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December 09, 2011

Tanzania tries to get to grips with land grabs

by David Ralph

Long regarded as one of Africa’s most stable countries, Tanzania celebrates 50 years of independence from colonial rule. But as huge tracts of the country’s land are leased to foreign investors, unrest is spreading as some see in these deals the return of colonialism.

“Zuia uporaji wa ardhi,” reads the Swahili headline of a poster on the wall of the community building in Mhaga, a densely populated village in Kisarawe, a district 100km (62 miles) southwest of Dar es Salaam, Tanzania’s commercial capital. It means “prevent land grabbing” and the image beneath depicts a demonic-looking white man hovering in mid-air above a Tanzanian village, poised to snatch the ground from under the villagers’ feet.

“This poster teaches us many lessons,” says Hakuin Hussein, Mhaga’s village chairman. “It tells us everything about investors.”

The investors are Sun Biofuels, a British company that leased 8,000 hectares of land in Kisarawe in 2006 to grow jatropha, a non-edible plant that can be converted to biofuel and exported for sale in petrol forecourts across Europe and the US.

In return for the villagers’ land, Sun Biofuels promised to pay 100,000 Tanzanian shillings (€50) an acre, as well as provide the village with badly needed roads, electricity, school materials and a dispensary. “Some people got compensated for one or two acres, nothing more. The social services never came,” says Hussein. “They broke all their promises.”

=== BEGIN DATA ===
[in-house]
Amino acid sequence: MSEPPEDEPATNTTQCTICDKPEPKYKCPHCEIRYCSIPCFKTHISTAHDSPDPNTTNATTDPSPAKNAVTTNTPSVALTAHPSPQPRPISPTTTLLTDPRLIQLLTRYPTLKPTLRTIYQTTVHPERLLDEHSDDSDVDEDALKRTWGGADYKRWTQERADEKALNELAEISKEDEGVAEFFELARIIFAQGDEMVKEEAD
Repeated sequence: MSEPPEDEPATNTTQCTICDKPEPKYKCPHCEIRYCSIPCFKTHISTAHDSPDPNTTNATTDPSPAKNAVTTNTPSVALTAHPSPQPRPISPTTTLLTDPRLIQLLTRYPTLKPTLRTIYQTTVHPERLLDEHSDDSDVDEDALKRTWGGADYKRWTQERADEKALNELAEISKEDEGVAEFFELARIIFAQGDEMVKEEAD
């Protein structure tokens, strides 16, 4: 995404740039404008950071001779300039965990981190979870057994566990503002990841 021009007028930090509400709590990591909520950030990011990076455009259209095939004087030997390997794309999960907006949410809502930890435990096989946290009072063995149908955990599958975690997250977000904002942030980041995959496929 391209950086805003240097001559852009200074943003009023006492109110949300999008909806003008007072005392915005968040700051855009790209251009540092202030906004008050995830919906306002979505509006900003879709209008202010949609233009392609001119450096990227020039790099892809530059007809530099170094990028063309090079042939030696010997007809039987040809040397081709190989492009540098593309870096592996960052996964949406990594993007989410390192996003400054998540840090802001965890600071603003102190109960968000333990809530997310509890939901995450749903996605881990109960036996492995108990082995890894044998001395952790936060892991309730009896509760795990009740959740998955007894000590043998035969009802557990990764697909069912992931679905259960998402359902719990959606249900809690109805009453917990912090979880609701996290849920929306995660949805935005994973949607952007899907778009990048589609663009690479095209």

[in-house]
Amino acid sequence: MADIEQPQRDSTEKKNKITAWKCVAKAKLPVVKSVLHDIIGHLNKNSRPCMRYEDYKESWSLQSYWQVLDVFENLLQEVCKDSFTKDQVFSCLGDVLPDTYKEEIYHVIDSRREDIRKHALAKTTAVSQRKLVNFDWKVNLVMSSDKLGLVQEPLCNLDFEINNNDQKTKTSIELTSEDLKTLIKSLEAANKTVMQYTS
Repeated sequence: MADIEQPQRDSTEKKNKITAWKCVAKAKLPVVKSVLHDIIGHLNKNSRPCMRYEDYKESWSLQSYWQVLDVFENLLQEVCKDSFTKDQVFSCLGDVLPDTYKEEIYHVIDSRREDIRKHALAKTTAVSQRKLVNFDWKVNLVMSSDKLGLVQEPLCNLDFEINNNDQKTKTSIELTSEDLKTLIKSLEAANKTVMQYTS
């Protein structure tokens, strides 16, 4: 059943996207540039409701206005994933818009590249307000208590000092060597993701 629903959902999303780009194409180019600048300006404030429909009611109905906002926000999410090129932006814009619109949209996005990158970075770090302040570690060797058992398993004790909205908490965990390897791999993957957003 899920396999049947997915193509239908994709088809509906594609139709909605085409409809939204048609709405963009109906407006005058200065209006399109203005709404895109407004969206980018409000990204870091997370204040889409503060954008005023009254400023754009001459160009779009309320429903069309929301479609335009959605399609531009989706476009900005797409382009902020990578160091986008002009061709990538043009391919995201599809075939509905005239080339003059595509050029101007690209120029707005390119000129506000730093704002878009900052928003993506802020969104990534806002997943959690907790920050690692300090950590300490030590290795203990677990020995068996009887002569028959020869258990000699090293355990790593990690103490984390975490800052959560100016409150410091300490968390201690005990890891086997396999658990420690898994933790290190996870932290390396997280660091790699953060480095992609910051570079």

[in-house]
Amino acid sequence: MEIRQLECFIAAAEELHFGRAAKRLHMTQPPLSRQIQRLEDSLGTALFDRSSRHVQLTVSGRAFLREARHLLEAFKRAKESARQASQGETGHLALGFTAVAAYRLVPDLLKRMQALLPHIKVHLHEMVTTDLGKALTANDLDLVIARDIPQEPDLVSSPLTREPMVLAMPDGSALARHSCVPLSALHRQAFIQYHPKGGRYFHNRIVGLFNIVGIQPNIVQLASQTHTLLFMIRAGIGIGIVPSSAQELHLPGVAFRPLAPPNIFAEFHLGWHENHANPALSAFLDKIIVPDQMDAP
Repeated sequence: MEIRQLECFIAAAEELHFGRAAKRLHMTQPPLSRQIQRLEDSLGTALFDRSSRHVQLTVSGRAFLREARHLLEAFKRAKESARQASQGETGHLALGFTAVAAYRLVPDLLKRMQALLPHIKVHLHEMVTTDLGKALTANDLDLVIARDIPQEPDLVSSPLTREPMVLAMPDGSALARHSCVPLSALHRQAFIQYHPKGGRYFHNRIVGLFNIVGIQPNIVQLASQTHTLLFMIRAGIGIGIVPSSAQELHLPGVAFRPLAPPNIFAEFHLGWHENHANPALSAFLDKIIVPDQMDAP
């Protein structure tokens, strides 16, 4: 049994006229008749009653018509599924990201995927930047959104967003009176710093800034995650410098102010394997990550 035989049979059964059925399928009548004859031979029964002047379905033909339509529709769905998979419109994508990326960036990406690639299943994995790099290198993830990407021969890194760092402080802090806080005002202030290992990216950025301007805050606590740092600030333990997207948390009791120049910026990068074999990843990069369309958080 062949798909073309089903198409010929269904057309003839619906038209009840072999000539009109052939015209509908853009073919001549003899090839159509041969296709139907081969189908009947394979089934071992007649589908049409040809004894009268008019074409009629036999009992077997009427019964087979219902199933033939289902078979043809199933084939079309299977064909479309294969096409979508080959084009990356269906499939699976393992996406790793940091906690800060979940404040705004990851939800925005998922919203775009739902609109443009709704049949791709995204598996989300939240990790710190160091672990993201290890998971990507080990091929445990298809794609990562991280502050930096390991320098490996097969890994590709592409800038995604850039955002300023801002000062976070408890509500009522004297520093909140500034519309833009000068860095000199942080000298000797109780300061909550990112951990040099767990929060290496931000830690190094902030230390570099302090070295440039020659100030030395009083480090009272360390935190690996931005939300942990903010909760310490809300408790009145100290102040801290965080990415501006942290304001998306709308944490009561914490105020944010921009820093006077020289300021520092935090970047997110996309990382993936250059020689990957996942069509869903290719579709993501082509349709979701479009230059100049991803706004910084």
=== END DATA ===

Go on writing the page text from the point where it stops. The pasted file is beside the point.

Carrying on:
Sun Biofuels closed the Kisarawe operation recently, and has now refused to transfer the land back to its original owners, stating they signed a 99-year freehold lease in 2006.

With support from Oxfam, locals have given the company until early December to vacate the land. Beyond this date, Hussein warns their grievance may not stay peaceful. “So far we have not challenged the security at the plantation. But we are getting tired; that land is ours.”

Scenes like this are not confined to Kisarawe but are playing out across Tanzania’s countryside, where 80 per cent of the country’s 40 million population still lives.

Unrest has erupted in several districts in recent months, says Reginald Martin of the Legal and Human Rights Centre in Dar es Salaam, with displaced smallholders accusing foreign investors of bypassing proper land titling procedures. “These,” Martin says, nodding at stacks of manila folders piled high on his desk, “are all land disputes.”

Land is the key productive asset in subsistence agriculture, which remains the backbone of Tanzania’s economy. Despite this, many smallholders now find themselves in direct competition for land with foreign investors, with the government aggressively promoting large-scale agricultural projects as “win-win” deals for Tanzania.

Since 2006, the government, which is promised jobs, enhanced food security and a boost to state coffers, has leased some 600,000 hectares of farmland – an area roughly the size of Munster – to Chinese, Middle Eastern, Indian, US and European companies.

Critics say the idea that foreign investments represent “win-win” scenarios for host countries is a myth. In an analysis of more than 400 land contracts from across Africa, Oxfam’s 2011 Land and Power: The growing scandal surrounding the new wave of investments in land report found that the clear beneficiaries were investors.

Deals were struck only when major tax concessions, vague job-creation agreements and unrestricted export clauses were written into contracts, the report found, while the most vulnerable populations were often “evicted from their land with little or no recourse to justice”.